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Showing posts from April, 2008
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On ChesilBeachBy Ian McEwan
It is 1962 England. The sexual revolution is still a few years away. Two young people in love get married and celebrate their honeymoon on Chesil Beach. It is their wedding night and neither of them have had sex before. It is a tortuous, intense situation and who better than McEwan to describe it in his vivid precise manner.
“Why were these lovers in a modern age so timid and innocent?” he asks. It is this question that is at the heart of this novella. “Social change never proceeds at an even pace”, he explains later. And so when the world was rapidly proceeding towards the pill, easy sex, dope and rock and roll, there is this corner in England that remains untouched.
It is a tragedy, because neither Florence nor Edward has gotten over Victorian restraint to make the physical relationship work. They are in love, impatient for their lives to get started and their future is within their grasp. But they flounder. In his exquisite way McEwan asks, “And what stood …
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The Elephant, the Tiger and the Cellphone
By Shashi Tharoor
It’s a book with all the standard clichés of a transforming liberalized India – the cell-phone wielding sadhu, the elephant that is developing the stripes of a tiger, the Sreesanth and Nell episode symbolizing a new India, the co-existence of Sai Baba’s Puttaparthi and the Infosys campus. Tharoor’s collection of essays published on the eve of India’s 60th year of Independence has really nothing terrifically new to say. Yet in his easy and evocative manner, he manages to say the old things in a refreshing way, making the book an interesting and informative read.
Maybe I am biased. I have a soft spot for the man – like me he is a Keralite, proud of his heritage, yet he has never lived in Kerala. His vision of India finds a resounding echo in mine – a deeply secular country that, like Whitman, acknowledges that ‘we are vast, we contain multitudes’. His articulation of the idea of India is one of the most evocative I have come acros…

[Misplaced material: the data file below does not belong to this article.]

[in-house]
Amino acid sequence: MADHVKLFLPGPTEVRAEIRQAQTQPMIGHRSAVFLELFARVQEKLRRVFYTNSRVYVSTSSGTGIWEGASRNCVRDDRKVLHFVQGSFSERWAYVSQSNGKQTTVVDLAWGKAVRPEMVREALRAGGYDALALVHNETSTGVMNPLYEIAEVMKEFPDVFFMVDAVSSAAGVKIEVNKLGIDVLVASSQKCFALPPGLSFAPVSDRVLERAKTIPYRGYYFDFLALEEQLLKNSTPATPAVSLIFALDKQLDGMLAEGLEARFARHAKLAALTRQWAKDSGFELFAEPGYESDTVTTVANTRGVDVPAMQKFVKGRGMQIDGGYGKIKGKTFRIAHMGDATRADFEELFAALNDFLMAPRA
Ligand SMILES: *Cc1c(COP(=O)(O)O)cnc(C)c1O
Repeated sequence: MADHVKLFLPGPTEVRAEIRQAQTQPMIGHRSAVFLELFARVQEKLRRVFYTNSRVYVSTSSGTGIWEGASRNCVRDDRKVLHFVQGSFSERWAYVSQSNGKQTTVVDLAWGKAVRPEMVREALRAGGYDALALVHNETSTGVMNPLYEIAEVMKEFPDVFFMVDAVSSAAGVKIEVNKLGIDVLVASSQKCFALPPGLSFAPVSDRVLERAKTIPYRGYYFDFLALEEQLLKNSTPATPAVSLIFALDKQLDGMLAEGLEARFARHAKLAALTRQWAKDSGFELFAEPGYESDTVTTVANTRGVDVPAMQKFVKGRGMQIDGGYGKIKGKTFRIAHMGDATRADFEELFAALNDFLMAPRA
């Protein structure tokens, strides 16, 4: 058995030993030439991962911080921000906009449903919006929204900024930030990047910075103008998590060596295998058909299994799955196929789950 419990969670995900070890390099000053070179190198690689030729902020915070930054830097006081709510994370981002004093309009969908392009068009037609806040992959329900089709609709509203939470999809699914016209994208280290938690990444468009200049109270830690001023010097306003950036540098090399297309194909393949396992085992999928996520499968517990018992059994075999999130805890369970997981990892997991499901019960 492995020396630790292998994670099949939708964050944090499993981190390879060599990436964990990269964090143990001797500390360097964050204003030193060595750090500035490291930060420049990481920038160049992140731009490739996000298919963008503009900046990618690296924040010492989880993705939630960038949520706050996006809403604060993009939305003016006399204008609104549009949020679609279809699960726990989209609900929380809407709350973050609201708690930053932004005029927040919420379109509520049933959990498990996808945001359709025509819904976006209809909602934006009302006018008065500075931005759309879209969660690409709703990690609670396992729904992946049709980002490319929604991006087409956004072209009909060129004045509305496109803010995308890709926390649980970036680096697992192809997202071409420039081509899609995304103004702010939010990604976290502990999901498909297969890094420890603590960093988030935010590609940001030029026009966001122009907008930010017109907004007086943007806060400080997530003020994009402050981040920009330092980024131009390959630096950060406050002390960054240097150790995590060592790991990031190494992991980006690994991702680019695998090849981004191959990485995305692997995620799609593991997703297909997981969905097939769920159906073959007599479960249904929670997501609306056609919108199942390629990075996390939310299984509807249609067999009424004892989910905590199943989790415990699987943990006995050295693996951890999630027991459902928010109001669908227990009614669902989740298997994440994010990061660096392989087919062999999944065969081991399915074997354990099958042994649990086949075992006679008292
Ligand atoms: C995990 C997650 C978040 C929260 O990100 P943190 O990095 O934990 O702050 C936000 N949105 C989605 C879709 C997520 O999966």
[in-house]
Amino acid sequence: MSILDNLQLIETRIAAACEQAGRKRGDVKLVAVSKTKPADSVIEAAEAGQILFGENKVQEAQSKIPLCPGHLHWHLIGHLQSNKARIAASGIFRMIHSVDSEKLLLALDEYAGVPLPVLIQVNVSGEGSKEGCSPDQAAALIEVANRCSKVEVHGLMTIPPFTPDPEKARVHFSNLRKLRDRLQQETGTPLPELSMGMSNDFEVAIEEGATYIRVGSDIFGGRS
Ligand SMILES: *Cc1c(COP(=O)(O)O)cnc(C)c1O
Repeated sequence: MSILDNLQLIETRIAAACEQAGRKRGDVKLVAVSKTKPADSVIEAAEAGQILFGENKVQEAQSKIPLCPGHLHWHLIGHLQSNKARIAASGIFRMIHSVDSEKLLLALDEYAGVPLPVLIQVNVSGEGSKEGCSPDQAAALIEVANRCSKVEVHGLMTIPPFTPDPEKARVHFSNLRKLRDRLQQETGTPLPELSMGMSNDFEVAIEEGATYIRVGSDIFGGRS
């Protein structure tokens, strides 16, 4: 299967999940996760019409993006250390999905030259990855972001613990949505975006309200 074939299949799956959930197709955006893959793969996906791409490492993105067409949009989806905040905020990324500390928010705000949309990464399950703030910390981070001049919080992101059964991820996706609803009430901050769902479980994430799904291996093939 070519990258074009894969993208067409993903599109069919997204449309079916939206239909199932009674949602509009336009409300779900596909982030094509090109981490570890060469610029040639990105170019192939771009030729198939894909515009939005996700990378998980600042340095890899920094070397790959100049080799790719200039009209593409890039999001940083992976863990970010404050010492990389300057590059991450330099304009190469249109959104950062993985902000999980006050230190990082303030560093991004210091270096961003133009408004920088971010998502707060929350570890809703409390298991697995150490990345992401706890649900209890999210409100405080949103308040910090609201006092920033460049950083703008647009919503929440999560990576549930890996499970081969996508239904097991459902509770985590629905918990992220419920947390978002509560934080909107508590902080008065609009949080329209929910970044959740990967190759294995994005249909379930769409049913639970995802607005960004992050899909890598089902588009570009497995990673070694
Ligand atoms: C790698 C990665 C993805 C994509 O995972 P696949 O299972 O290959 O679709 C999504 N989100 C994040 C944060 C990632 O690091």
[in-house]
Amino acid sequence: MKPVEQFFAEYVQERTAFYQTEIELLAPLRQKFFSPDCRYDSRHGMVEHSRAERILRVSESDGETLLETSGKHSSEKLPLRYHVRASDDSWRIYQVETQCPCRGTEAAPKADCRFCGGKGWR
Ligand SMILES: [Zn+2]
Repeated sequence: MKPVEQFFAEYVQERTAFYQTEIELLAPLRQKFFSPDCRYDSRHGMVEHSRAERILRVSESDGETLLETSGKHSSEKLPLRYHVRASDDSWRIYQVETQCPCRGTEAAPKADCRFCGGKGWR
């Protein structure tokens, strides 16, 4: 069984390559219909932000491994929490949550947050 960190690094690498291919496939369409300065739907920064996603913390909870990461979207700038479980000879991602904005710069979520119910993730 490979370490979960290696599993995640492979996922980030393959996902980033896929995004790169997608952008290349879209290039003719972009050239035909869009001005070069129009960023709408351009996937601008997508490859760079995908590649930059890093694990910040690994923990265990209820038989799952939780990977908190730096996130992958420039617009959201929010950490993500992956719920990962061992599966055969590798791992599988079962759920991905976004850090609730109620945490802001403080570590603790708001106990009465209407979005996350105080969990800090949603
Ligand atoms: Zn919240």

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SACRED GAMESBy Vikram Chandra
I loved this monster of a book. It’s 900 pages long and a rollicking ride all the way through. Vikram Chandra might have just written the defining book of his career – a crime thriller genre of entertainment that manages to capture a city and its people in a way very few others have managed to do. Mumbai is here in all its fierce, tough, dirty, gory glory and just for that portrait of a city I love, this would rank as one of my favourite books of all time.Sartaj Singh is a character we have met before in one of Chandra’s short stories. He re-appears here, now divorced, mellower and quieter than how I remember him. He is the policeman hero – as honest as a cop can be in the city, which is to say not very. Yet there is integrity in him – while he has no qualms about taking small amounts of money in his daily work, he has not been bought over by politicians or gangsters and stashed away millions as his boss Parulkar has.Chandra draws a fascinating portrait of…
Watermark and her prompts

Prompt 8

The hand on the iron bar
Comes off smelling of rust
It’s somehow harshly male
And uncomfortably familiar.The smell holds memories
Of train compartments
Summer heat and anxiety
Of a love being left behind.
It’s going to need soap
And happy thoughts
And pretty fluffy things
To make it go away.------------------------------------
Prompt 16
Dark is a difficult skin tone
It needs a HalleBerry or
A Sheetal Malhar or
A distant cousin
To make it glow and resound
And fill a room with light
To stop you mid word
And leave you spell bound
Mesmerizing dark is
Impossibly distant
To attain it, it needs help
It needs red.------------------------------------
Prompt 2
She sits sipping her tea
Her special Chrysanthemum tea
In the corner that she knows
Makes her feel picture perfect.The pineapple-shaped timer rings
She can feel the grumble rise in her
As the inevitable task approaches
And the dread of an oven to be opened.
Her eyes close for a moment
And then come open guiltily
The salt shaker awaits
And s…